Here is another quick project for the hope chest. I hand embroidered a pretty border near the bottom of two gingham tea towels, using a woven variation of the super easy running stitch. To make a set for yourself or to use as a gift, you'll need the following materials:
I love the heavy Dunroven gingham plain weave hand towels. You can often buy these at quilt stores and they are very high quality towels - worthy of your hand embroidery. You will also need a skein of 6-strand cotton embroidery floss, a skein of perle cotton in a contrasting color, a crewel-style embroidery needle, and a blunt tapestry needle.
From the skein of embroidery floss, measure a length that is 2.75 times the width of the towel. Thread the crewel embroidery needle with all six strands of floss. Tie a knot in one end of the thread. Bring the needle up on the back side of the towel in the side hem near where you want to begin the border.
Bring the needle through to the front side of the towel in one corner of the gingham weave. Use a running stitch and follow along the edge of the gingham weave, taking a "bite" of two squares at one time.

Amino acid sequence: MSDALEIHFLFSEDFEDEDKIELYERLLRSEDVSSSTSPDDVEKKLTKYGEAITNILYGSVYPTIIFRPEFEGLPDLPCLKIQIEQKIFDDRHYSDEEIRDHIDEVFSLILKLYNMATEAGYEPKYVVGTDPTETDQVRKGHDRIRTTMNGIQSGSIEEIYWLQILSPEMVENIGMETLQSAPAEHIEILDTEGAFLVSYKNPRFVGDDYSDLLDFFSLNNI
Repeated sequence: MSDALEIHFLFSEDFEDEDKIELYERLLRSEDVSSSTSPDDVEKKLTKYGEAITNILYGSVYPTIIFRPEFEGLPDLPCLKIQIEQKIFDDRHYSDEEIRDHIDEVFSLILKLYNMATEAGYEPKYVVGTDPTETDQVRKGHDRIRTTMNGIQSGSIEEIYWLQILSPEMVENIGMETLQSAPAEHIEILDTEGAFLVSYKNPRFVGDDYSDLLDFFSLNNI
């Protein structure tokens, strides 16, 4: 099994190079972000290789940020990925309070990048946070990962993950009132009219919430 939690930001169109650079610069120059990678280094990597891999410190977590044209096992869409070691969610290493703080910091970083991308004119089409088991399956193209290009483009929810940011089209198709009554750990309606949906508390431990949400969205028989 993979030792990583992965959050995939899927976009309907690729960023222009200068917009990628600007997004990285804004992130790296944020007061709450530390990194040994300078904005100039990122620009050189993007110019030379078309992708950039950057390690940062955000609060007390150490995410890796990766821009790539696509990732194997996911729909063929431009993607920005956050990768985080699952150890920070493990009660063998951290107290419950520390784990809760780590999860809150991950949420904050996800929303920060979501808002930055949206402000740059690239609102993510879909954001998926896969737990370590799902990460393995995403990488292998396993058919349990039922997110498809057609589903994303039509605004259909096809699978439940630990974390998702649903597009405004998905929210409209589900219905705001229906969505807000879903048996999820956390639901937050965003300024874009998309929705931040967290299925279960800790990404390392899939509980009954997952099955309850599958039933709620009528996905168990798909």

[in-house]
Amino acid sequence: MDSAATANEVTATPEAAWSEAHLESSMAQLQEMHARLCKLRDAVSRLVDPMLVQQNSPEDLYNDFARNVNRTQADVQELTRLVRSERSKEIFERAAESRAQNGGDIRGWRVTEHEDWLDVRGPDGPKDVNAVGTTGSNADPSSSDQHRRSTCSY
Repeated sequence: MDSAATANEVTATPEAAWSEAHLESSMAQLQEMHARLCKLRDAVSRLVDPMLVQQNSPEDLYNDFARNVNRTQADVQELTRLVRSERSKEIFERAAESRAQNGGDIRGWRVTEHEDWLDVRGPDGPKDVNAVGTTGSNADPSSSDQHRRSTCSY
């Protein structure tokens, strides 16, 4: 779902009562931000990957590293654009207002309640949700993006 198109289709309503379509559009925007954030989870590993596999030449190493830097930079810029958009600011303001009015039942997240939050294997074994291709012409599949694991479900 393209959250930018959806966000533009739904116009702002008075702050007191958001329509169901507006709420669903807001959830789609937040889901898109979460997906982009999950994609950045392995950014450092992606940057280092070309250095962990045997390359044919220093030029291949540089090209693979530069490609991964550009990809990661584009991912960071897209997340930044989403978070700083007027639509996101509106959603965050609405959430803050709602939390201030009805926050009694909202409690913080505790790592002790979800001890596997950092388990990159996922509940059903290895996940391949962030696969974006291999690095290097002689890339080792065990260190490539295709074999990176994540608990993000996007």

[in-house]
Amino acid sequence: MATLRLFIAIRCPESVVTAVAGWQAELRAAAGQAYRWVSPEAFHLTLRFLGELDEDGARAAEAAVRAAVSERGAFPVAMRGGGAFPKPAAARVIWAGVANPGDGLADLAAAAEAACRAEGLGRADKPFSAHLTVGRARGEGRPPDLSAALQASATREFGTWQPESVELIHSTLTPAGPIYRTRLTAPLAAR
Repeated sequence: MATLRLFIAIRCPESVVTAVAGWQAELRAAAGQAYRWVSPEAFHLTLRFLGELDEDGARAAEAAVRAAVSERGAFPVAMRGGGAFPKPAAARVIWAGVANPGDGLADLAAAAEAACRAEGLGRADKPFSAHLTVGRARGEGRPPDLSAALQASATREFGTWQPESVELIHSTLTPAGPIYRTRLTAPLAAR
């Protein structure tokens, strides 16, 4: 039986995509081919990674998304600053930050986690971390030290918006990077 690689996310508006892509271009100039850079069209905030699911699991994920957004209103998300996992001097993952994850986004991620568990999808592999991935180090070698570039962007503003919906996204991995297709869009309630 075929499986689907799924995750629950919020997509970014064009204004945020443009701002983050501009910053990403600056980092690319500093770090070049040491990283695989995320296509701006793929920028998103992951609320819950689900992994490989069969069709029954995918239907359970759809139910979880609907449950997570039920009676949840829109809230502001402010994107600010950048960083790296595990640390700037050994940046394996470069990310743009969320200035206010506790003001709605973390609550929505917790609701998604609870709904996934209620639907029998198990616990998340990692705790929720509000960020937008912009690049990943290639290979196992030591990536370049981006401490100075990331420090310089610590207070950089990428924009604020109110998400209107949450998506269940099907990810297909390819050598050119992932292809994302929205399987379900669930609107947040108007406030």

When you reach the opposite side of the towel count up three squares and bring your needle through the side hem to the selected row. Use the running stitch to come back across the towel, BUT this time the stitches will be alternated (or stepped) with the row below. You'll have to create this stepped effect or the weaving won't work. Where the thread went under two squares on the previous row, the thread will be on top of those two squares on this row. This creates the alternate effect.
When you reach the beginning point, push the needle through to the back side of the towel. Take two or three small back stitches to secure the thread, then "lose" the thread in the hem and clip it off.
From the perle cotton, measure a long length of thread that is about 4 times the width of the towel. Thread the tapestry needle and tie a knot in the thread. As you did before, bring the needle up near where you need to begin and "lose" the knot in the side hem. You can see that I began my first stitch near the edge of the top running stitch. I slid the needle through that first running stitch, then took a small stitch near the lower edge to position my thread to pull up through the next running stitch on the bottom row.
Weave the thread through each running stitch, top and bottom, alternating rows and returning to catch the previous stitch.
When you reach the opposite side, push the needle to the back. As you did before, take 2 or 3 small backstitches to secure the thread and then "lose" the thread in the side hem. Clip it off.
The finished border.